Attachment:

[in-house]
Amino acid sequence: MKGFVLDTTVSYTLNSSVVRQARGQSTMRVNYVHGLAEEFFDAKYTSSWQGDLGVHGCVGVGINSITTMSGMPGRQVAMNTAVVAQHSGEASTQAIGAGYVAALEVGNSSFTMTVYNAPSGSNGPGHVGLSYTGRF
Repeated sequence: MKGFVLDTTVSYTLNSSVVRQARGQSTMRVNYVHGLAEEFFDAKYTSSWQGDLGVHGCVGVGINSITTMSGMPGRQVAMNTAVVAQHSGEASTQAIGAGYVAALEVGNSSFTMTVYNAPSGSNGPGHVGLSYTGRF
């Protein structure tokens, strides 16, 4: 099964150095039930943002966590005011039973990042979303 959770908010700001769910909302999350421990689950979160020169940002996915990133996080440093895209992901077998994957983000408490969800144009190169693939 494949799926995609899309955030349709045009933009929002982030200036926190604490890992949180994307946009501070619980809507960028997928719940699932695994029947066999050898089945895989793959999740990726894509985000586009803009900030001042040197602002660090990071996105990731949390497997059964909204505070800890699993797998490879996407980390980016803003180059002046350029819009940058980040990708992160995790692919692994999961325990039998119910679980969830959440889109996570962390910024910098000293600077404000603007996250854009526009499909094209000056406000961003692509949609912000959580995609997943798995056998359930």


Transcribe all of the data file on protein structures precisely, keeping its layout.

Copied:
[in-house]
Amino acid sequence: MKGFVLDTTVSYTLNSSVVRQARGQSTMRVNYVHGLAEEFFDAKYTSSWQGDLGVHGCVGVGINSITTMSGMPGRQVAMNTAVVAQHSGEASTQAIGAGYVAALEVGNSSFTMTVYNAPSGSNGPGHVGLSYTGRF
Repeated sequence: MKGFVLDTTVSYTLNSSVVRQARGQSTMRVNYVHGLAEEFFDAKYTSSWQGDLGVHGCVGVGINSITTMSGMPGRQVAMNTAVVAQHSGEASTQAIGAGYVAALEVGNSSFTMTVYNAPSGSNGPGHVGLSYTGRF
């Protein structure tokens, strides 16, 4: 099964150095039930943002966590005011039973990042979303 959770908010700001769910909302999350421990689950979160020169940002996915990133996080440093895209992901077998994957983000408490969800144009190169693939 494949799926995609899309955030349709045009933009929002982030200036926190604490890992949180994307946009501070619980809507960028997928719940699932695994029947066999050898089945895989793959999740990726894509985000586009803009900030001042040197602002660090990071996105990731949390497997059964909204505070800890699993797998490879996407980390980016803003180059002046350029819009940058980040990708992160995790692919692994999961325990039998119910679980969830959440889109996570962390910024910098000293600077404000603007996250854009526009499909094209000056406000961003692509949609912000959580995609997943798995056998359930």